Abolishing the police is not a new idea, but it resurged mightily in the wake of George Floyd’s death in May 2020. Protestors demanded the defunding of police in order to stop what they perceived to be the wanton murder of black men. The Defund The Police movement has yet to provide data in support of their claim that reducing the number of officers reduces the number of lethal-force incidents. There is evidence to suggest that the opposite is true—as progressive cities slash their police budgets, the absence of law enforcement has seen crime rise and open-air drug scenes proliferate. Sweeping statements denouncing the police as structurally racist have become so common that they are now articles of faith. And because law enforcement is frequently equated with the law itself, millions have now concluded that the law is racist.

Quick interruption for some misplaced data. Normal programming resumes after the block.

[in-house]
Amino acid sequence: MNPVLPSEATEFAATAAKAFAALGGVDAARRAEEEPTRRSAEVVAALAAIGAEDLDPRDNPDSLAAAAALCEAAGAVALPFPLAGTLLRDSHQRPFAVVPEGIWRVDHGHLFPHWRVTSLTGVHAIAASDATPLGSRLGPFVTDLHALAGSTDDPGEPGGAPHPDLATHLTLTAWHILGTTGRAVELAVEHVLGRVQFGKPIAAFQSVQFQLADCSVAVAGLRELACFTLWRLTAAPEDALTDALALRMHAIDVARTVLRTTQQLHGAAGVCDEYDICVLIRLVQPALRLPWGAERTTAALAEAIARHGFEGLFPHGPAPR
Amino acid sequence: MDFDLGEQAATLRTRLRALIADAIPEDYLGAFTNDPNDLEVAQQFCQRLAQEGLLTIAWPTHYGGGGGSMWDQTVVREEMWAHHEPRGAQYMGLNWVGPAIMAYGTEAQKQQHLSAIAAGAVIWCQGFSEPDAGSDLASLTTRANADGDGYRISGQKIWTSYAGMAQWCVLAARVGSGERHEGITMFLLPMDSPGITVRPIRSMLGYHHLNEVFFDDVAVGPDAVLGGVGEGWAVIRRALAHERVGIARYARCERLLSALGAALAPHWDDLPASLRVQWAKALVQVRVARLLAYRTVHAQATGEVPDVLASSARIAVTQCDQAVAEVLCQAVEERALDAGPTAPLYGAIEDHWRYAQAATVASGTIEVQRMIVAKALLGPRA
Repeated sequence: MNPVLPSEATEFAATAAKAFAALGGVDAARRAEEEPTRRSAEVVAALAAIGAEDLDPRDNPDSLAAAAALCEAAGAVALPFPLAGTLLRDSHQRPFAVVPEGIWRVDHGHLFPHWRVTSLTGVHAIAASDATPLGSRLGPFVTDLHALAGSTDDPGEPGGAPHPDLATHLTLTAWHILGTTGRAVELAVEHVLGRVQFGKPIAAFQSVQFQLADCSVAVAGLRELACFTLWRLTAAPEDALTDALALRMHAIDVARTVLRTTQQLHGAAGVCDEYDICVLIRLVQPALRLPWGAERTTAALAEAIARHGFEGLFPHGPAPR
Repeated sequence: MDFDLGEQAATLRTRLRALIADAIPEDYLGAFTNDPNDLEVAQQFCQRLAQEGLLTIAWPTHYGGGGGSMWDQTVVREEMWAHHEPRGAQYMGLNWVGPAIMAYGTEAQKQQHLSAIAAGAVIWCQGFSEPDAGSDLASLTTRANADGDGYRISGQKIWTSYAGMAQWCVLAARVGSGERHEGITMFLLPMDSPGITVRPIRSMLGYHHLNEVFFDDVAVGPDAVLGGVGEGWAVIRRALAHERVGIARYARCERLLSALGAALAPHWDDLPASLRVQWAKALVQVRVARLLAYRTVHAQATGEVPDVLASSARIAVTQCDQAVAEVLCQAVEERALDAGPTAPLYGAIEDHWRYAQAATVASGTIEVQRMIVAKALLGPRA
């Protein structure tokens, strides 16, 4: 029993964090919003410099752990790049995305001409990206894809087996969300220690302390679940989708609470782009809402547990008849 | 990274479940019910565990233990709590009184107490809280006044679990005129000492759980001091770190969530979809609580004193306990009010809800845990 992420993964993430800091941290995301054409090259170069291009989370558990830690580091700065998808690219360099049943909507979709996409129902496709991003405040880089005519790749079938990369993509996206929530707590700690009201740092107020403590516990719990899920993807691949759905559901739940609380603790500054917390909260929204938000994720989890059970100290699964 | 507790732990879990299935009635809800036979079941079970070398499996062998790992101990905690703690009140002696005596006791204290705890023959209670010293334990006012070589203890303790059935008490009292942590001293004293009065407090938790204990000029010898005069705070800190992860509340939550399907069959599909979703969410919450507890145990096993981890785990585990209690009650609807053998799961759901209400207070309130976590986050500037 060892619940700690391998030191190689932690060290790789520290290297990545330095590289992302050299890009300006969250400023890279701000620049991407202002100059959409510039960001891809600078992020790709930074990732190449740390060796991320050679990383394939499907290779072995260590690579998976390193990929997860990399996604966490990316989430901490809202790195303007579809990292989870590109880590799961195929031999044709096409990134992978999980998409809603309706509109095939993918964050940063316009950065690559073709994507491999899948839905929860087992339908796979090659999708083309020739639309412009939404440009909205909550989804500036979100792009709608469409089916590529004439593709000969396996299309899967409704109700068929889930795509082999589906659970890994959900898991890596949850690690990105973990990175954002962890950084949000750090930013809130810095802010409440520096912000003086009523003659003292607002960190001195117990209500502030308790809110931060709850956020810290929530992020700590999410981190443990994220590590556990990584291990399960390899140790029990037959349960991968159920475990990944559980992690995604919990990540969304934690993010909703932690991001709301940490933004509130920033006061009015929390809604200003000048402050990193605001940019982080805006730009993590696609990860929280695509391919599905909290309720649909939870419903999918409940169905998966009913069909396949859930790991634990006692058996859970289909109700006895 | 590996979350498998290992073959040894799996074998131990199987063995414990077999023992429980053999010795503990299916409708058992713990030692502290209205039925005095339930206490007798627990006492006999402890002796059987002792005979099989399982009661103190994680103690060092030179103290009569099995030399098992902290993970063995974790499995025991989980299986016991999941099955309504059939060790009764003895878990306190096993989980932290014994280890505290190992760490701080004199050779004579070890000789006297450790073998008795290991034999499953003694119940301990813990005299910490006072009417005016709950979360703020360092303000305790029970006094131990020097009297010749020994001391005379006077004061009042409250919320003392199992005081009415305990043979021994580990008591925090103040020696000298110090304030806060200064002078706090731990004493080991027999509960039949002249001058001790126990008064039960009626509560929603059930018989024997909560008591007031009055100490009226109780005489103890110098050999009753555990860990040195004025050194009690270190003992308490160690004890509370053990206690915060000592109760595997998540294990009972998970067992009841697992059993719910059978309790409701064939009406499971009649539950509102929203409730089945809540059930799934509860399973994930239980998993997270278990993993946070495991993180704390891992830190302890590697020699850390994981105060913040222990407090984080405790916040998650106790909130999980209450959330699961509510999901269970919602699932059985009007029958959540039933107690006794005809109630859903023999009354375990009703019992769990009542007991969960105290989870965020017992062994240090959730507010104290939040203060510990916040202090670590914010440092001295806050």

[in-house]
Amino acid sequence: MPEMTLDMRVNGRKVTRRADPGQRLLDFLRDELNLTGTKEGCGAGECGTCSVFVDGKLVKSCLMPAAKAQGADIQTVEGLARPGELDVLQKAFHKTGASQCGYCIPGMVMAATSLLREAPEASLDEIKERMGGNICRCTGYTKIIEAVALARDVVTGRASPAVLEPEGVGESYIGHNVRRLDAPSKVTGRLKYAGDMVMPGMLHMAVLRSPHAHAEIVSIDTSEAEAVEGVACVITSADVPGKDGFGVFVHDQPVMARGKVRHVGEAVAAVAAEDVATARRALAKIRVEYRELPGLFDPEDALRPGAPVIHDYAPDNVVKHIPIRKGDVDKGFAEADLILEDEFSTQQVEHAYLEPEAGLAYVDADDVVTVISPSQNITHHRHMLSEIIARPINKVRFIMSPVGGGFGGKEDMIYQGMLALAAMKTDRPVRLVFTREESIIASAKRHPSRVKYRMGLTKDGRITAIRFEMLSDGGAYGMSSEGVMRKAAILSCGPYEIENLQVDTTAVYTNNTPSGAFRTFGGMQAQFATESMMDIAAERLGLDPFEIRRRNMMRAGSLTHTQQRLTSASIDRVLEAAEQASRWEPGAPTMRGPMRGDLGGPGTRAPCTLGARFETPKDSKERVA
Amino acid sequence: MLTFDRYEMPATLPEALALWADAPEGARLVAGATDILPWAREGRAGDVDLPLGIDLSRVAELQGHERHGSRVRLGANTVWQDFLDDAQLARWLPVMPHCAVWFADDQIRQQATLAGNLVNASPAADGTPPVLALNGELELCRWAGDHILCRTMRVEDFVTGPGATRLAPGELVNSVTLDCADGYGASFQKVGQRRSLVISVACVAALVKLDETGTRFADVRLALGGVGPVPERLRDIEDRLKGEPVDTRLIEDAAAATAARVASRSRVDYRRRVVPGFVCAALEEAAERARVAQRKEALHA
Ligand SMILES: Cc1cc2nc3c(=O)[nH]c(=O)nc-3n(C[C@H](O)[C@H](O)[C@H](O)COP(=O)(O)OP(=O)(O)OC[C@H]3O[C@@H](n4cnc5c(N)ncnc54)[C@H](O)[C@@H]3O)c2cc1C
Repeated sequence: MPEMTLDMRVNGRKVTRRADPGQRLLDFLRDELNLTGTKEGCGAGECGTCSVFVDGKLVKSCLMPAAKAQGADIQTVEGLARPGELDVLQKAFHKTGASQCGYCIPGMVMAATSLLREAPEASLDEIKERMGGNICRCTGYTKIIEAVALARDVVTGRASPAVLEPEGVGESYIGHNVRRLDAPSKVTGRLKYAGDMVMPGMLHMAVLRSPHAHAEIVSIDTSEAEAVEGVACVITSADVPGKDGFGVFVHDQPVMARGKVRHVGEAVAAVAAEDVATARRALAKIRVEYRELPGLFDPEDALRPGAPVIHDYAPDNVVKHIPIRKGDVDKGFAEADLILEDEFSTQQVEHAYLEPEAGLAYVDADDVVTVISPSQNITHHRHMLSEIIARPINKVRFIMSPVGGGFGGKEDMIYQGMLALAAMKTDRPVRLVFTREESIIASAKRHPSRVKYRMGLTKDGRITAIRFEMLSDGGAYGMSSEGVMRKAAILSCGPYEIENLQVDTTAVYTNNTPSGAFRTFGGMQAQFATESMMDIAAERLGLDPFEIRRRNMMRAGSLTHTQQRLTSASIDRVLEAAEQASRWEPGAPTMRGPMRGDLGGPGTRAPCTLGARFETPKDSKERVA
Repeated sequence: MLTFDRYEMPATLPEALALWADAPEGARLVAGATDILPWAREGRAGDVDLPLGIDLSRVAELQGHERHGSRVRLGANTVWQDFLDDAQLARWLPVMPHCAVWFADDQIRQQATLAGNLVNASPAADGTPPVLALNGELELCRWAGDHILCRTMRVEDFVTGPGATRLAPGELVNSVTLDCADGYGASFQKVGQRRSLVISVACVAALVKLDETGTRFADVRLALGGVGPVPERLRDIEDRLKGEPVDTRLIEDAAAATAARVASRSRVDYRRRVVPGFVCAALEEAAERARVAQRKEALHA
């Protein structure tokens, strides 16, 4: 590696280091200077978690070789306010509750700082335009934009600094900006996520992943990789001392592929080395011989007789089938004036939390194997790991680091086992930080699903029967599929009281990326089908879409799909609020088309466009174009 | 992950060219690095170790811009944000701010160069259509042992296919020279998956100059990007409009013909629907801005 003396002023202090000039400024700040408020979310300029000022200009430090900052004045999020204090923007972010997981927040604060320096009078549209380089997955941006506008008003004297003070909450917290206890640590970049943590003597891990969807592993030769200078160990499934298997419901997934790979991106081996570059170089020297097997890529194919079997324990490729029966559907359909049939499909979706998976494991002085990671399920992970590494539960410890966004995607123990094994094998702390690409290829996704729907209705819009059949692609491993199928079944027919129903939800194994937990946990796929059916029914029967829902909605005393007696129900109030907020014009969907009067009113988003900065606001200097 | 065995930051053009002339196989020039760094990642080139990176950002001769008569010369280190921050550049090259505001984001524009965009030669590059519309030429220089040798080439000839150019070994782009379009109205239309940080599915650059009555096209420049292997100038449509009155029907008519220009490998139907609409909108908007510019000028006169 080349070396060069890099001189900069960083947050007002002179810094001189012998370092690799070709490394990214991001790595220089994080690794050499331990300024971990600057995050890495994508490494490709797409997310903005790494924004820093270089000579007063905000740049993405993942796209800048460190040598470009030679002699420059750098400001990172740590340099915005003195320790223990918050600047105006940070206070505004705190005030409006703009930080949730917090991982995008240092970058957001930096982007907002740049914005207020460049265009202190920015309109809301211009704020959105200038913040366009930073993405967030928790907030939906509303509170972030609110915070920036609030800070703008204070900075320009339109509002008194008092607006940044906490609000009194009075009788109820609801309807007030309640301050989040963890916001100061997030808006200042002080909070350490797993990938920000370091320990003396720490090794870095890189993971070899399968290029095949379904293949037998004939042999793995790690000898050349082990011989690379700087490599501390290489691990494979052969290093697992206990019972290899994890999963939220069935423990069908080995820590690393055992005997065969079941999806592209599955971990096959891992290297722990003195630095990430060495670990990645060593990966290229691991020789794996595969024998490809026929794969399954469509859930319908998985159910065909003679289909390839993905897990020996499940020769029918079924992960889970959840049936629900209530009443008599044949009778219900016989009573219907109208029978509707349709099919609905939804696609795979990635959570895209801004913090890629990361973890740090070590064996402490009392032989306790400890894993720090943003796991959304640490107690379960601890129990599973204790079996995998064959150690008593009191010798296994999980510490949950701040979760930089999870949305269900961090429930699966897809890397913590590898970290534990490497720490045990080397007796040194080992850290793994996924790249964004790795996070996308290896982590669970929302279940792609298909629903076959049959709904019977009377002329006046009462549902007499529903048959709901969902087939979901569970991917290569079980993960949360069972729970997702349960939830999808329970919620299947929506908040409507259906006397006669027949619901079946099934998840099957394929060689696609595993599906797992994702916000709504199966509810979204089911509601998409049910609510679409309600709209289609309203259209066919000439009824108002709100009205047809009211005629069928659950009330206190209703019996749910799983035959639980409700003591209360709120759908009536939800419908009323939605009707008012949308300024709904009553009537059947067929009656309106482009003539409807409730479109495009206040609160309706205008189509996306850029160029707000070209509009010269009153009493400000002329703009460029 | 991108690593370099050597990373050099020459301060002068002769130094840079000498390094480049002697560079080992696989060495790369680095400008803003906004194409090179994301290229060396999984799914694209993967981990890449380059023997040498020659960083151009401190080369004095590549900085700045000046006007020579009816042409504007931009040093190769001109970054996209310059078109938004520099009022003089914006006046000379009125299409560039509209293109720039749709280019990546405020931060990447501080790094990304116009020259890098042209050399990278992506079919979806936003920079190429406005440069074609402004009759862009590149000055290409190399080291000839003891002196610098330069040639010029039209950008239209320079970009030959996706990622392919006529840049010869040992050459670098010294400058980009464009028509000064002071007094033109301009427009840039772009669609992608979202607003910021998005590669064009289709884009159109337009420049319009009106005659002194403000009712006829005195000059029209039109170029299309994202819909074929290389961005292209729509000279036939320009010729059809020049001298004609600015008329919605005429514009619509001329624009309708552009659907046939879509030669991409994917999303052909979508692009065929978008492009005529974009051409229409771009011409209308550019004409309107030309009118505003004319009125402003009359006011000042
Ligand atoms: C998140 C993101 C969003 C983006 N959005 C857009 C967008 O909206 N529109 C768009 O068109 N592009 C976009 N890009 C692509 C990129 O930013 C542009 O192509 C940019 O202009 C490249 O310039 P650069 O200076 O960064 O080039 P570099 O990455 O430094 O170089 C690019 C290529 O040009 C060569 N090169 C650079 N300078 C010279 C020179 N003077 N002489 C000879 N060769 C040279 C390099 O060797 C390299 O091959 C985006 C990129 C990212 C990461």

That includes the Constitution, the document the majority of Americans once respected as the enumerator of their rights and the ultimate authority and guidance on the rule of law. A dubious revisionist-history initiative like the 1619 Project is being taught in schools, even though its central claims are hotly contested by properly qualified historians. But because feelings have become facts, equal accountability before the law is now seen as oppressive because it doesn’t permit the remaking of reality in the image of emotion. But a culture of victimhood can only conceive of personal responsibility as oppressive—it is the institutions that are racist, the social structures that are responsible for individuals’ pain. This has engendered hatred for America and a rejection of the ideals it strives to uphold. It even encourages a denial that the founding fathers ever wanted to create a country in which everyone was equal in the eyes of the law.